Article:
| Sep 7: Green
Twp. may form electric-bill buying pool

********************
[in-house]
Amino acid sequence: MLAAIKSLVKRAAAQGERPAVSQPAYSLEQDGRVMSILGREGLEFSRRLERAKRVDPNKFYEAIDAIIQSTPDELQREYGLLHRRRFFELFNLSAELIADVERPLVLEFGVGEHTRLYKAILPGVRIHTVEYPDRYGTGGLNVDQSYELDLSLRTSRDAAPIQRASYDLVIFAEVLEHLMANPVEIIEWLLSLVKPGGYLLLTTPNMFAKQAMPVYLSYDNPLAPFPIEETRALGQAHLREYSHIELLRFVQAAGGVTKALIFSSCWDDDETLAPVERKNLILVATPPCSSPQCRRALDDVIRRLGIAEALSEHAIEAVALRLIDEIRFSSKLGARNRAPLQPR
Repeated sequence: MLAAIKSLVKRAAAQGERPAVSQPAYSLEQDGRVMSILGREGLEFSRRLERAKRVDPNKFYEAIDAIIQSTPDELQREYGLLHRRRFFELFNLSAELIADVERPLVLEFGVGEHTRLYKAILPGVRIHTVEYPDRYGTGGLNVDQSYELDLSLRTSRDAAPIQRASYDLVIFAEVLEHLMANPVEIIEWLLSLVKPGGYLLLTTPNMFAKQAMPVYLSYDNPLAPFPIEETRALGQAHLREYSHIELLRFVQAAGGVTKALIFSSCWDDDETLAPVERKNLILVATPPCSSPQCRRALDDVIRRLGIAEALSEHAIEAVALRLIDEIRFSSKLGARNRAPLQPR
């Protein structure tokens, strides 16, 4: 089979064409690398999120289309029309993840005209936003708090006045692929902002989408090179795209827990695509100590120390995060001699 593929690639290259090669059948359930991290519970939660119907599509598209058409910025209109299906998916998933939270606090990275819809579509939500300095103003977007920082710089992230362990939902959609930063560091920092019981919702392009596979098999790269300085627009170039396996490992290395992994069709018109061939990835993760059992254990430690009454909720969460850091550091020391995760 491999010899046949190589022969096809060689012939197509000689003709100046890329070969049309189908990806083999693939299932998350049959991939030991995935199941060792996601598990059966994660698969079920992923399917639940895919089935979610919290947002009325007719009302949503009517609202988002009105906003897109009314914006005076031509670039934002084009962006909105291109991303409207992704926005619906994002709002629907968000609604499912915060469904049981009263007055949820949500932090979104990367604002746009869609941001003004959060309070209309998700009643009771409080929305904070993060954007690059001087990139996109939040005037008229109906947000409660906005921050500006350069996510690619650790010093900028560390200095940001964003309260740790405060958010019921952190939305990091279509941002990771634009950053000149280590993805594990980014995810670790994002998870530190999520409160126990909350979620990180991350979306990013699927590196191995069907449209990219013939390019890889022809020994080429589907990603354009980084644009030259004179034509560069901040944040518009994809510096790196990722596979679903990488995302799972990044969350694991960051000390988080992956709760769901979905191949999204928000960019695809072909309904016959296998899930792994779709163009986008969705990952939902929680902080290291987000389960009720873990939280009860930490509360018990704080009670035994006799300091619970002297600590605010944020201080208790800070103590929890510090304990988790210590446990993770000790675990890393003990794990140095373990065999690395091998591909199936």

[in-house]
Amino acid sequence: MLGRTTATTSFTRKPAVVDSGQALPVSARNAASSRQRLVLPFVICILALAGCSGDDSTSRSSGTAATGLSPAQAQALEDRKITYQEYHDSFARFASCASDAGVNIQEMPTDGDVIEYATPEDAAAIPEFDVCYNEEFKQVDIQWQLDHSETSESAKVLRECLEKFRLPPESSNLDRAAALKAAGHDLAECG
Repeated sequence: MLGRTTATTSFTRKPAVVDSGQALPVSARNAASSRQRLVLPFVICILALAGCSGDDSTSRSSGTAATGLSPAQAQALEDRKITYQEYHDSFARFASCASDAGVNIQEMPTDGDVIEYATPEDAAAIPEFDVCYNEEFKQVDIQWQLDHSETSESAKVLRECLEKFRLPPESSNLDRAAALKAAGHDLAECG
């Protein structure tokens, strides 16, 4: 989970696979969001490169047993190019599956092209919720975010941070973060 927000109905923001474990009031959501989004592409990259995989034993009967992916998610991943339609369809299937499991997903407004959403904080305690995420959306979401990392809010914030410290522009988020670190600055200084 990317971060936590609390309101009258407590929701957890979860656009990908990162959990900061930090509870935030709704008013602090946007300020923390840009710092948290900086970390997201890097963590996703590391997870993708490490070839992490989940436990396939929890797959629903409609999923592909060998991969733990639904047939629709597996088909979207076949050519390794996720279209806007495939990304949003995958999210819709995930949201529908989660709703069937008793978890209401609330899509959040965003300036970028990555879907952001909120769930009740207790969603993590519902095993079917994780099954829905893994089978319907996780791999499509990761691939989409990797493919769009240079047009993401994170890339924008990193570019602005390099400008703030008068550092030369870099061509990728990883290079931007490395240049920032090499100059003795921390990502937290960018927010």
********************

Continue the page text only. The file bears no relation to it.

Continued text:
GREEN TOWNSHIP-- "Want to cut your electric bills? That'll be a choice in Green Township, where trustees want to form a buying pool to cut the cost of electric bills for residents. If voters approve a measure Nov. 2, Green Township would join Indian Hill as the only jurisdictions in Southwest Ohio to launch what is known as an electric aggregation program. Such pooling is much more popular in northern Ohio, where rates are higher. Trustees estimate that creating a buying pool could save residents as much as 11 percent on their electric bills. "It's a no-brainer," said Trustee Tony Upton, who recently switched from Cinergy to Dominion Energy, saving about 8 percent on his bill. "It costs the township nothing to do this, and there is no risk involved for the residents." Governmental aggregation would allow the township to negotiate with electric suppliers to get a cheaper group rate for its citizens. Residents would be under no obligation to change suppliers if the measure passes, and they could opt out of the program," Kevin Aldridge, Cincinnati Enquirer.